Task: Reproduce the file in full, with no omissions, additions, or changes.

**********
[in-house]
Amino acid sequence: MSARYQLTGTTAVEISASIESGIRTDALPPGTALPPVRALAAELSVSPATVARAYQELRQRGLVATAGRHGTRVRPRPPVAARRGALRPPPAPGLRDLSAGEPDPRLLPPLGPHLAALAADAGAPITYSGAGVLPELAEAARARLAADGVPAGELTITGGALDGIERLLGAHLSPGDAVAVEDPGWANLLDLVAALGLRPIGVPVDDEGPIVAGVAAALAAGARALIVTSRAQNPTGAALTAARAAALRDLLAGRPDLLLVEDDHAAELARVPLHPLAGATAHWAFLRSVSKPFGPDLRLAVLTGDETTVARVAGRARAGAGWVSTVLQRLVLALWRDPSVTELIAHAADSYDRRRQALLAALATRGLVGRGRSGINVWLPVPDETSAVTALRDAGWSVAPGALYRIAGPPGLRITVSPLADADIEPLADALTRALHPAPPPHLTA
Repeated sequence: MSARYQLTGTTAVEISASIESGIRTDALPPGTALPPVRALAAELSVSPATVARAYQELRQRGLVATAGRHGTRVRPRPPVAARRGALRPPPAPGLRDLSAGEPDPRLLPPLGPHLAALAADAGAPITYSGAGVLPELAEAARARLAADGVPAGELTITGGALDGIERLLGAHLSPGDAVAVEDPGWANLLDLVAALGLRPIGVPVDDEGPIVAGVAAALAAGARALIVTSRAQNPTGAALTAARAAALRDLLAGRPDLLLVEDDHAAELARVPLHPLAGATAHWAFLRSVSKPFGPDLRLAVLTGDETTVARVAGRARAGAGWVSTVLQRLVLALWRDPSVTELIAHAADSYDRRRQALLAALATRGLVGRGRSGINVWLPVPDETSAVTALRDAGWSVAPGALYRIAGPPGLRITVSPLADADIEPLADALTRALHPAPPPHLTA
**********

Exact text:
[in-house]
Amino acid sequence: MSARYQLTGTTAVEISASIESGIRTDALPPGTALPPVRALAAELSVSPATVARAYQELRQRGLVATAGRHGTRVRPRPPVAARRGALRPPPAPGLRDLSAGEPDPRLLPPLGPHLAALAADAGAPITYSGAGVLPELAEAARARLAADGVPAGELTITGGALDGIERLLGAHLSPGDAVAVEDPGWANLLDLVAALGLRPIGVPVDDEGPIVAGVAAALAAGARALIVTSRAQNPTGAALTAARAAALRDLLAGRPDLLLVEDDHAAELARVPLHPLAGATAHWAFLRSVSKPFGPDLRLAVLTGDETTVARVAGRARAGAGWVSTVLQRLVLALWRDPSVTELIAHAADSYDRRRQALLAALATRGLVGRGRSGINVWLPVPDETSAVTALRDAGWSVAPGALYRIAGPPGLRITVSPLADADIEPLADALTRALHPAPPPHLTA
Repeated sequence: MSARYQLTGTTAVEISASIESGIRTDALPPGTALPPVRALAAELSVSPATVARAYQELRQRGLVATAGRHGTRVRPRPPVAARRGALRPPPAPGLRDLSAGEPDPRLLPPLGPHLAALAADAGAPITYSGAGVLPELAEAARARLAADGVPAGELTITGGALDGIERLLGAHLSPGDAVAVEDPGWANLLDLVAALGLRPIGVPVDDEGPIVAGVAAALAAGARALIVTSRAQNPTGAALTAARAAALRDLLAGRPDLLLVEDDHAAELARVPLHPLAGATAHWAFLRSVSKPFGPDLRLAVLTGDETTVARVAGRARAGAGWVSTVLQRLVLALWRDPSVTELIAHAADSYDRRRQALLAALATRGLVGRGRSGINVWLPVPDETSAVTALRDAGWSVAPGALYRIAGPPGLRITVSPLADADIEPLADALTRALHPAPPPHLTA